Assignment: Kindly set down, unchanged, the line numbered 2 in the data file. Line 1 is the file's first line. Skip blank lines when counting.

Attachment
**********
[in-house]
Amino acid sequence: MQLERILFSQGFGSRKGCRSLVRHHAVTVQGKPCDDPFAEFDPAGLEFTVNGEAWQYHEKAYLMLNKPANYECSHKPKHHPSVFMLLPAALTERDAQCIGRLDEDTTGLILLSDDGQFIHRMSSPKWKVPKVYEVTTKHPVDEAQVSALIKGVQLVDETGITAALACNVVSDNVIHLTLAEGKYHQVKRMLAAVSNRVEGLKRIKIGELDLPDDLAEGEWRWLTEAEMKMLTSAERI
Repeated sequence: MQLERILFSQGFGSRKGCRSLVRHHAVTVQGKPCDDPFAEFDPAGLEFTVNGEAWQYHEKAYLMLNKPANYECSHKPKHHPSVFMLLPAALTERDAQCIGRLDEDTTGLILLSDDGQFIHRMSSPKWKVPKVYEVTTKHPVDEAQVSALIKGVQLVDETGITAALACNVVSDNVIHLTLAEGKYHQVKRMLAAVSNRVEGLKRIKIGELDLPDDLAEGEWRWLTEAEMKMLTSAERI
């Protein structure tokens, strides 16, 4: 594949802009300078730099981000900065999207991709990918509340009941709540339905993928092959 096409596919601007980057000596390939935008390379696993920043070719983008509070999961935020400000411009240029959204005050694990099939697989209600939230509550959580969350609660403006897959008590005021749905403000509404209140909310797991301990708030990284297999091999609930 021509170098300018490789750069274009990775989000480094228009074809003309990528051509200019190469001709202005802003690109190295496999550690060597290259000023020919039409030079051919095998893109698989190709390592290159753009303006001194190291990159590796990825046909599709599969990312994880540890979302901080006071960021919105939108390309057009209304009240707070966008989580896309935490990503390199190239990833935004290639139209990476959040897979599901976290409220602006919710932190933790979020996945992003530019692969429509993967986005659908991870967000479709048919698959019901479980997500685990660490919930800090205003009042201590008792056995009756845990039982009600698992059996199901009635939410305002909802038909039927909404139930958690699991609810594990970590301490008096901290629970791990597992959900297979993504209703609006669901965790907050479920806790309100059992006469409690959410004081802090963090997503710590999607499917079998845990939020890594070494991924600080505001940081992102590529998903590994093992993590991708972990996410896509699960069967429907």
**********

Amino acid sequence: MQLERILFSQGFGSRKGCRSLVRHHAVTVQGKPCDDPFAEFDPAGLEFTVNGEAWQYHEKAYLMLNKPANYECSHKPKHHPSVFMLLPAALTERDAQCIGRLDEDTTGLILLSDDGQFIHRMSSPKWKVPKVYEVTTKHPVDEAQVSALIKGVQLVDETGITAALACNVVSDNVIHLTLAEGKYHQVKRMLAAVSNRVEGLKRIKIGELDLPDDLAEGEWRWLTEAEMKMLTSAERI